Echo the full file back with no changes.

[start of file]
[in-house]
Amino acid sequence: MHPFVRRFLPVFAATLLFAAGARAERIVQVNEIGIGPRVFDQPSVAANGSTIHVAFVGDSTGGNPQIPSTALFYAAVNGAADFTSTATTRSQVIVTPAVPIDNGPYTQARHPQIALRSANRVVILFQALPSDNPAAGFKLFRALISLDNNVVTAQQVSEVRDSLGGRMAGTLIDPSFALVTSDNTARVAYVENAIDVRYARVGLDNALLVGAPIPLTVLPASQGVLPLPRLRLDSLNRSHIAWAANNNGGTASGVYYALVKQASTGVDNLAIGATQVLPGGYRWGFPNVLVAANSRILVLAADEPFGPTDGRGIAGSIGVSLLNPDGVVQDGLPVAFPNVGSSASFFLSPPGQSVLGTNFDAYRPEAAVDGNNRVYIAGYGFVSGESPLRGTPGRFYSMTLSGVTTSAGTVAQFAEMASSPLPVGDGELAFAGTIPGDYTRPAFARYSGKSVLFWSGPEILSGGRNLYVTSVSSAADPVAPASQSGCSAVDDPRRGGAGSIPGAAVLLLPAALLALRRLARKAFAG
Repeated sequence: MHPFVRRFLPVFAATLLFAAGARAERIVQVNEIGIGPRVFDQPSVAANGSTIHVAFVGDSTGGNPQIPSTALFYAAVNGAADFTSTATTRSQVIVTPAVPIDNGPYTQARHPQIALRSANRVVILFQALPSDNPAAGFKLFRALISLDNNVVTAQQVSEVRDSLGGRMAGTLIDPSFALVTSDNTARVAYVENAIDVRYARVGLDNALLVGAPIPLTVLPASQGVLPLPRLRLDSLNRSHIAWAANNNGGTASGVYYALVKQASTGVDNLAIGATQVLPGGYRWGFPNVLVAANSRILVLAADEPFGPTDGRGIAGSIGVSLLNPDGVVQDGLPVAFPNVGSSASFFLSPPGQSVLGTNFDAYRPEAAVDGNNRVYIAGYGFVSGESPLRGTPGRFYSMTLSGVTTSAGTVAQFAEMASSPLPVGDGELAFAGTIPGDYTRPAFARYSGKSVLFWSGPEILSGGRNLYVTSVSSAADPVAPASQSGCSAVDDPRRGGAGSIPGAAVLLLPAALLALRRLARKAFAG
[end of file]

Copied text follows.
[in-house]
Amino acid sequence: MHPFVRRFLPVFAATLLFAAGARAERIVQVNEIGIGPRVFDQPSVAANGSTIHVAFVGDSTGGNPQIPSTALFYAAVNGAADFTSTATTRSQVIVTPAVPIDNGPYTQARHPQIALRSANRVVILFQALPSDNPAAGFKLFRALISLDNNVVTAQQVSEVRDSLGGRMAGTLIDPSFALVTSDNTARVAYVENAIDVRYARVGLDNALLVGAPIPLTVLPASQGVLPLPRLRLDSLNRSHIAWAANNNGGTASGVYYALVKQASTGVDNLAIGATQVLPGGYRWGFPNVLVAANSRILVLAADEPFGPTDGRGIAGSIGVSLLNPDGVVQDGLPVAFPNVGSSASFFLSPPGQSVLGTNFDAYRPEAAVDGNNRVYIAGYGFVSGESPLRGTPGRFYSMTLSGVTTSAGTVAQFAEMASSPLPVGDGELAFAGTIPGDYTRPAFARYSGKSVLFWSGPEILSGGRNLYVTSVSSAADPVAPASQSGCSAVDDPRRGGAGSIPGAAVLLLPAALLALRRLARKAFAG
Repeated sequence: MHPFVRRFLPVFAATLLFAAGARAERIVQVNEIGIGPRVFDQPSVAANGSTIHVAFVGDSTGGNPQIPSTALFYAAVNGAADFTSTATTRSQVIVTPAVPIDNGPYTQARHPQIALRSANRVVILFQALPSDNPAAGFKLFRALISLDNNVVTAQQVSEVRDSLGGRMAGTLIDPSFALVTSDNTARVAYVENAIDVRYARVGLDNALLVGAPIPLTVLPASQGVLPLPRLRLDSLNRSHIAWAANNNGGTASGVYYALVKQASTGVDNLAIGATQVLPGGYRWGFPNVLVAANSRILVLAADEPFGPTDGRGIAGSIGVSLLNPDGVVQDGLPVAFPNVGSSASFFLSPPGQSVLGTNFDAYRPEAAVDGNNRVYIAGYGFVSGESPLRGTPGRFYSMTLSGVTTSAGTVAQFAEMASSPLPVGDGELAFAGTIPGDYTRPAFARYSGKSVLFWSGPEILSGGRNLYVTSVSSAADPVAPASQSGCSAVDDPRRGGAGSIPGAAVLLLPAALLALRRLARKAFAG